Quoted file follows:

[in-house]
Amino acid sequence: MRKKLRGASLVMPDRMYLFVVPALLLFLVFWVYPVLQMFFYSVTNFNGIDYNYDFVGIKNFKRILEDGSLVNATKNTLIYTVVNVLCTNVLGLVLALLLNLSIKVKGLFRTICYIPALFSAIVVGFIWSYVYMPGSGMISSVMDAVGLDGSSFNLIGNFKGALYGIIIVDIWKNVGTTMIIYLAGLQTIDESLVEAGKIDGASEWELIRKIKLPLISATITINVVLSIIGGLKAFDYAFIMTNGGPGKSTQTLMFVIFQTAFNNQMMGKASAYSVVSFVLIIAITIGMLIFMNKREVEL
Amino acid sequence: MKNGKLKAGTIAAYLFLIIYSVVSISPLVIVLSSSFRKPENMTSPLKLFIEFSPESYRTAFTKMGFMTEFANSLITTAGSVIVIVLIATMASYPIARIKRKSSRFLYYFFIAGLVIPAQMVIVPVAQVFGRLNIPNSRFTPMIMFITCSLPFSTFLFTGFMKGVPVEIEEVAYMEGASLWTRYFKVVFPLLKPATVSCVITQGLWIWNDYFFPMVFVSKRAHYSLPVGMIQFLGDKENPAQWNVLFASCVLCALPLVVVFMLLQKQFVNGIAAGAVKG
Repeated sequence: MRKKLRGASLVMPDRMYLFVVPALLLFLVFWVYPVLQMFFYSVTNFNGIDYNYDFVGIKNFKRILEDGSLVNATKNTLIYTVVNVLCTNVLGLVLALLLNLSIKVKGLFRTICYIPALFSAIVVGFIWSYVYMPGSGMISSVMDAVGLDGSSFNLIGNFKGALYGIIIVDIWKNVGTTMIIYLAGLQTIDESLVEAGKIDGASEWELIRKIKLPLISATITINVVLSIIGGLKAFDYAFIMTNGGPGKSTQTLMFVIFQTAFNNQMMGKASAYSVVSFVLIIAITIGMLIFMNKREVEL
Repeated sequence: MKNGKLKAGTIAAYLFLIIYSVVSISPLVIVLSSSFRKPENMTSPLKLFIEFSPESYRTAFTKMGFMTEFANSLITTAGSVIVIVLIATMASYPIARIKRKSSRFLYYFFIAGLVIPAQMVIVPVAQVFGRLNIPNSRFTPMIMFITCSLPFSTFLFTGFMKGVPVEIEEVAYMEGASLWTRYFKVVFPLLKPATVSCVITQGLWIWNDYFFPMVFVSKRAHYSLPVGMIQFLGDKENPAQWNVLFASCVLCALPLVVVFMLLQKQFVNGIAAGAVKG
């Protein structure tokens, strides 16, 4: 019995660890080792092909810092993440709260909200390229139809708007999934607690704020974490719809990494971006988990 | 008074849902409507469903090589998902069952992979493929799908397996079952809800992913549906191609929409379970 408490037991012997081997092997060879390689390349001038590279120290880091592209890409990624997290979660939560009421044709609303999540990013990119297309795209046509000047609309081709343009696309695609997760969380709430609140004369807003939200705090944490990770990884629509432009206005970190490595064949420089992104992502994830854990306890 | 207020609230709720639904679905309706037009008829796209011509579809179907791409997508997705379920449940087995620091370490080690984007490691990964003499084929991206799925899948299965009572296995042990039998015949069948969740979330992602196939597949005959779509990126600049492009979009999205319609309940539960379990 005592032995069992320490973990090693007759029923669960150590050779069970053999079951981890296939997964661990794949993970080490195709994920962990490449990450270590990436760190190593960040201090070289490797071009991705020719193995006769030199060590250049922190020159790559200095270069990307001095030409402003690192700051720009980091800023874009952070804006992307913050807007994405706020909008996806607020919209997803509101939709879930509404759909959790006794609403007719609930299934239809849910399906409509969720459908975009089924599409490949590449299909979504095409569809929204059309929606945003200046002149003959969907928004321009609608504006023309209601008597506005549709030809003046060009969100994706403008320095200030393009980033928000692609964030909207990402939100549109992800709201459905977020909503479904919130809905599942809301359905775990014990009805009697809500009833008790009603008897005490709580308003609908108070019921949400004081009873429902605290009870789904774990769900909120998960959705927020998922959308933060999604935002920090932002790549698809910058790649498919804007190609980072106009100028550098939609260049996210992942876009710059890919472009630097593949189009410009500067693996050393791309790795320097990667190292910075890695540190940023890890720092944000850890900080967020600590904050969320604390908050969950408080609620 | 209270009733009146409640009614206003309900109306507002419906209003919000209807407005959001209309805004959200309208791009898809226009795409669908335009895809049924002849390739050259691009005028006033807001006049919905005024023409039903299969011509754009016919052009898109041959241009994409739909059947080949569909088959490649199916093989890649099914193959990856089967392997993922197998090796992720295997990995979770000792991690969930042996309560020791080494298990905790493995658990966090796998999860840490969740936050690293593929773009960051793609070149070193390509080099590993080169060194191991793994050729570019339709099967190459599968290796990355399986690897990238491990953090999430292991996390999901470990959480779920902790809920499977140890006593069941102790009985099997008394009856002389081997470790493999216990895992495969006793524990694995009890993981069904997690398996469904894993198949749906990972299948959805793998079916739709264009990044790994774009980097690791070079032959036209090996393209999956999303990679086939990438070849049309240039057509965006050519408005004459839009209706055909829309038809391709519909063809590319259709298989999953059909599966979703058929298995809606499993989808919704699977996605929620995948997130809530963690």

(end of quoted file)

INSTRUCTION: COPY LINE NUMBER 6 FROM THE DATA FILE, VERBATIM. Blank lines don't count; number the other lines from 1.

């Protein structure tokens, strides 16, 4: 019995660890080792092909810092993440709260909200390229139809708007999934607690704020974490719809990494971006988990 | 008074849902409507469903090589998902069952992979493929799908397996079952809800992913549906191609929409379970 408490037991012997081997092997060879390689390349001038590279120290880091592209890409990624997290979660939560009421044709609303999540990013990119297309795209046509000047609309081709343009696309695609997760969380709430609140004369807003939200705090944490990770990884629509432009206005970190490595064949420089992104992502994830854990306890 | 207020609230709720639904679905309706037009008829796209011509579809179907791409997508997705379920449940087995620091370490080690984007490691990964003499084929991206799925899948299965009572296995042990039998015949069948969740979330992602196939597949005959779509990126600049492009979009999205319609309940539960379990 005592032995069992320490973990090693007759029923669960150590050779069970053999079951981890296939997964661990794949993970080490195709994920962990490449990450270590990436760190190593960040201090070289490797071009991705020719193995006769030199060590250049922190020159790559200095270069990307001095030409402003690192700051720009980091800023874009952070804006992307913050807007994405706020909008996806607020919209997803509101939709879930509404759909959790006794609403007719609930299934239809849910399906409509969720459908975009089924599409490949590449299909979504095409569809929204059309929606945003200046002149003959969907928004321009609608504006023309209601008597506005549709030809003046060009969100994706403008320095200030393009980033928000692609964030909207990402939100549109992800709201459905977020909503479904919130809905599942809301359905775990014990009805009697809500009833008790009603008897005490709580308003609908108070019921949400004081009873429902605290009870789904774990769900909120998960959705927020998922959308933060999604935002920090932002790549698809910058790649498919804007190609980072106009100028550098939609260049996210992942876009710059890919472009630097593949189009410009500067693996050393791309790795320097990667190292910075890695540190940023890890720092944000850890900080967020600590904050969320604390908050969950408080609620 | 209270009733009146409640009614206003309900109306507002419906209003919000209807407005959001209309805004959200309208791009898809226009795409669908335009895809049924002849390739050259691009005028006033807001006049919905005024023409039903299969011509754009016919052009898109041959241009994409739909059947080949569909088959490649199916093989890649099914193959990856089967392997993922197998090796992720295997990995979770000792991690969930042996309560020791080494298990905790493995658990966090796998999860840490969740936050690293593929773009960051793609070149070193390509080099590993080169060194191991793994050729570019339709099967190459599968290796990355399986690897990238491990953090999430292991996390999901470990959480779920902790809920499977140890006593069941102790009985099997008394009856002389081997470790493999216990895992495969006793524990694995009890993981069904997690398996469904894993198949749906990972299948959805793998079916739709264009990044790994774009980097690791070079032959036209090996393209999956999303990679086939990438070849049309240039057509965006050519408005004459839009209706055909829309038809391709519909063809590319259709298989999953059909599966979703058929298995809606499993989808919704699977996605929620995948997130809530963690």